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J Psychiatr Res. 2008 Jul;42(9):734-45. Epub 2007 Sep 10.

Influence of trait anxiety on inhibitory control in alcohol-dependent patients: simultaneous acquisition of ERPs and BOLD responses.

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Department of Psychiatry, Ludwig-Maximilians-University of Munich, Nussbaumstrasse 7, D-80336 Munich, Germany.


Alcohol-dependence is often associated with comorbid psychiatric symptoms. However, the results concerning the influence of these symptoms on cognitive functioning in alcoholism are still inconsistent. The aim of this study was to determine performance monitoring in healthy volunteers and alcohol-dependent patients, and to assess the influence of trait anxiety on these processes. Sixteen healthy volunteers and 16 detoxified alcohol-dependent patients completed an auditory go/nogo paradigm. Functional magnetic resonance imaging, event-related potentials and behavioral data were acquired simultaneously. The patients were classified by median split based on level of self-rated trait anxiety (state-trait anxiety inventory; STAI). The results showed no significant differences regarding inhibition-associated electrophysiological and behavioral responses between alcohol-dependent patients with high-trait anxiety scores and alcohol-addicts with low-STAI scores. However, the functional MRI data revealed elevated activations during the response inhibition task especially in the middle frontal gyrus (BA 6/9), the superior frontal gyrus (BA 6/8/9) and the right inferior frontal gyrus, as well as temporo-parietal brain regions in patients with high-trait anxiety compared to non-anxious alcohol-addicts. Patients and healthy controls showed comparable results with regard to neural and behavioral responses. These results suggest that inhibitory control capacities of alcohol-dependent patients are not consistent: alcohol-addicts with high-trait anxiety ratings showed elevated neural responses compared to patients without any comorbid psychiatric symptoms. This may indicate that comorbid psychiatric symptoms need to be considered when assessing brain responses in alcohol-dependent patients.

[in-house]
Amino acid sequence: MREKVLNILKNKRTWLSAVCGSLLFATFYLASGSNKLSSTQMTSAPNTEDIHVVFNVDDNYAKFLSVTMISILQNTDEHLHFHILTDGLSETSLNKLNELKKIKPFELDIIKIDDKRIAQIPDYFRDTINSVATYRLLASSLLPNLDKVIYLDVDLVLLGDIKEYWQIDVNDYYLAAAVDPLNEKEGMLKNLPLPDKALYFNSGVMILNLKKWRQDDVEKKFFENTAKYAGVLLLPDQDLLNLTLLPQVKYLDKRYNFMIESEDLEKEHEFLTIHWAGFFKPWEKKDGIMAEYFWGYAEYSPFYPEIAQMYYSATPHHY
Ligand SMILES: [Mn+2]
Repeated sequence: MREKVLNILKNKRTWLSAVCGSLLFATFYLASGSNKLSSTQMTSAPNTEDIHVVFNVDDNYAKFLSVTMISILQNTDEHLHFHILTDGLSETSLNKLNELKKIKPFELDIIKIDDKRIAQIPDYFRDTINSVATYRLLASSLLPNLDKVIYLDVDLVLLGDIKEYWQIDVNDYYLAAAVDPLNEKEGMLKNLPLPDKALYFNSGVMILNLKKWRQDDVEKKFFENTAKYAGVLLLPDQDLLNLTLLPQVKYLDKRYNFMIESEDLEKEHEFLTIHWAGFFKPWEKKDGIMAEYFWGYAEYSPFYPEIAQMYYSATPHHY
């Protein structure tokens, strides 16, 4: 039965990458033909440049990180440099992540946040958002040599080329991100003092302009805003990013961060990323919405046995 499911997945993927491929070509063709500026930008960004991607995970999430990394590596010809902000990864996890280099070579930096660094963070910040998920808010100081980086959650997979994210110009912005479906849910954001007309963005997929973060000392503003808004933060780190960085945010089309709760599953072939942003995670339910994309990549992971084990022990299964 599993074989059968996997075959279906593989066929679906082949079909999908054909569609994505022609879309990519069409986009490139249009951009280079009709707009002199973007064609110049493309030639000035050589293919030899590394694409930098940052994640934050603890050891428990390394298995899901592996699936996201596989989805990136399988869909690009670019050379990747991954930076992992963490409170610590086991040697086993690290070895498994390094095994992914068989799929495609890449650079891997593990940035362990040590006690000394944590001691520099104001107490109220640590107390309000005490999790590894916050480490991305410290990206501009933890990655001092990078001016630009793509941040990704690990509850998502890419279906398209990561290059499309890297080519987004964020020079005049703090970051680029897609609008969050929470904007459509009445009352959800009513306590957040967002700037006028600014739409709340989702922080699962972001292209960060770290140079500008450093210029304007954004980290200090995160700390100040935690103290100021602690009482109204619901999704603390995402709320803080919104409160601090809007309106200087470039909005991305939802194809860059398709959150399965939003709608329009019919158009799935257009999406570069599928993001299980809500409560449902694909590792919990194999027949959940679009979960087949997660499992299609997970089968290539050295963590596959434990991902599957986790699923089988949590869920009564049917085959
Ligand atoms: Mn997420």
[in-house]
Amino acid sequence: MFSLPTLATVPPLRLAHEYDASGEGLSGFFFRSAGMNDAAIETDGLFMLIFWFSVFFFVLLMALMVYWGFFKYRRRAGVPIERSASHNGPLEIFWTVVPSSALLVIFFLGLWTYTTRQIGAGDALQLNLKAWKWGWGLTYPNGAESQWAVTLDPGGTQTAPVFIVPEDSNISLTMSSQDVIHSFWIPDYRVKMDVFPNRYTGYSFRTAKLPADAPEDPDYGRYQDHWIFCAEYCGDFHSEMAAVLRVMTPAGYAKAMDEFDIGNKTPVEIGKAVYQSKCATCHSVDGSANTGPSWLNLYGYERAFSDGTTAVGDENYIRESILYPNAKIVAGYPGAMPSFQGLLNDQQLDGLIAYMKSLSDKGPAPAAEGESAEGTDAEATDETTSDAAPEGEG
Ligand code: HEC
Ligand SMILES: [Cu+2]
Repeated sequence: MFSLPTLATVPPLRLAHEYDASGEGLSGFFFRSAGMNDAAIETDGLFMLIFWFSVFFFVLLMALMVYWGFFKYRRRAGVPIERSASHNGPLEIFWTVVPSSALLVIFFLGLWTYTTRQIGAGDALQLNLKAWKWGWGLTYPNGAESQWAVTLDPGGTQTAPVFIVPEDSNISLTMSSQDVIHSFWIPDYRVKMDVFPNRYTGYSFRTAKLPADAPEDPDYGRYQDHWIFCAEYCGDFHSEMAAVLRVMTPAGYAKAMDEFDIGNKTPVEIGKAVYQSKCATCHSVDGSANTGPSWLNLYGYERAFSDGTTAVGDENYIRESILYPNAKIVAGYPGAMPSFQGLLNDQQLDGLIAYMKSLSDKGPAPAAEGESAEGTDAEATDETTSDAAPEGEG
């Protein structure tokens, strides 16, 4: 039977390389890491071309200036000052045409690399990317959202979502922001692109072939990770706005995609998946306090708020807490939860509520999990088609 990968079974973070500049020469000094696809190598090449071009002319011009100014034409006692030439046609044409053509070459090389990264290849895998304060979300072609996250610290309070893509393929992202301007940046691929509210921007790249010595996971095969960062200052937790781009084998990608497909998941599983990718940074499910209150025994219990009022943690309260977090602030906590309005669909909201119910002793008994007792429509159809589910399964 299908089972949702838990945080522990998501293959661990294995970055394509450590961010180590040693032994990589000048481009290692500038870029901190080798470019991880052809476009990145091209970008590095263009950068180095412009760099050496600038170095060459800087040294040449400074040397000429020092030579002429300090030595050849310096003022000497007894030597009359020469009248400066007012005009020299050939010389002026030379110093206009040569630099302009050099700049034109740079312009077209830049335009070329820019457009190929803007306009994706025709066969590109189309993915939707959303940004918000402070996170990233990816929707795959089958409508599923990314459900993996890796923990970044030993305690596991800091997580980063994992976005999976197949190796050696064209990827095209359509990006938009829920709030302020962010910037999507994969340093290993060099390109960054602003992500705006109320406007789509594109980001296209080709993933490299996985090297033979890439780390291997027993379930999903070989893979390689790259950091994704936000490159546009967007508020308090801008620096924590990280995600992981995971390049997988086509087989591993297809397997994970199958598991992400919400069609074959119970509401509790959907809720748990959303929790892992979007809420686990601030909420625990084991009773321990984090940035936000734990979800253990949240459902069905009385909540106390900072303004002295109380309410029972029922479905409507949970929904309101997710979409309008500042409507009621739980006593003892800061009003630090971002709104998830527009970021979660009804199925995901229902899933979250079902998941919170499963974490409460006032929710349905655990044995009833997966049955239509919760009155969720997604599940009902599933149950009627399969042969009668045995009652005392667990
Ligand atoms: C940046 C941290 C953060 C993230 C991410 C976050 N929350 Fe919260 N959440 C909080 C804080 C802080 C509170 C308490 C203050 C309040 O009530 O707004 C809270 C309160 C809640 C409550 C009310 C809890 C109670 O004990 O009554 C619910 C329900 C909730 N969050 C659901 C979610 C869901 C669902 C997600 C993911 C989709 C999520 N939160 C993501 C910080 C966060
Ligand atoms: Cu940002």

[Indexed for MEDLINE]

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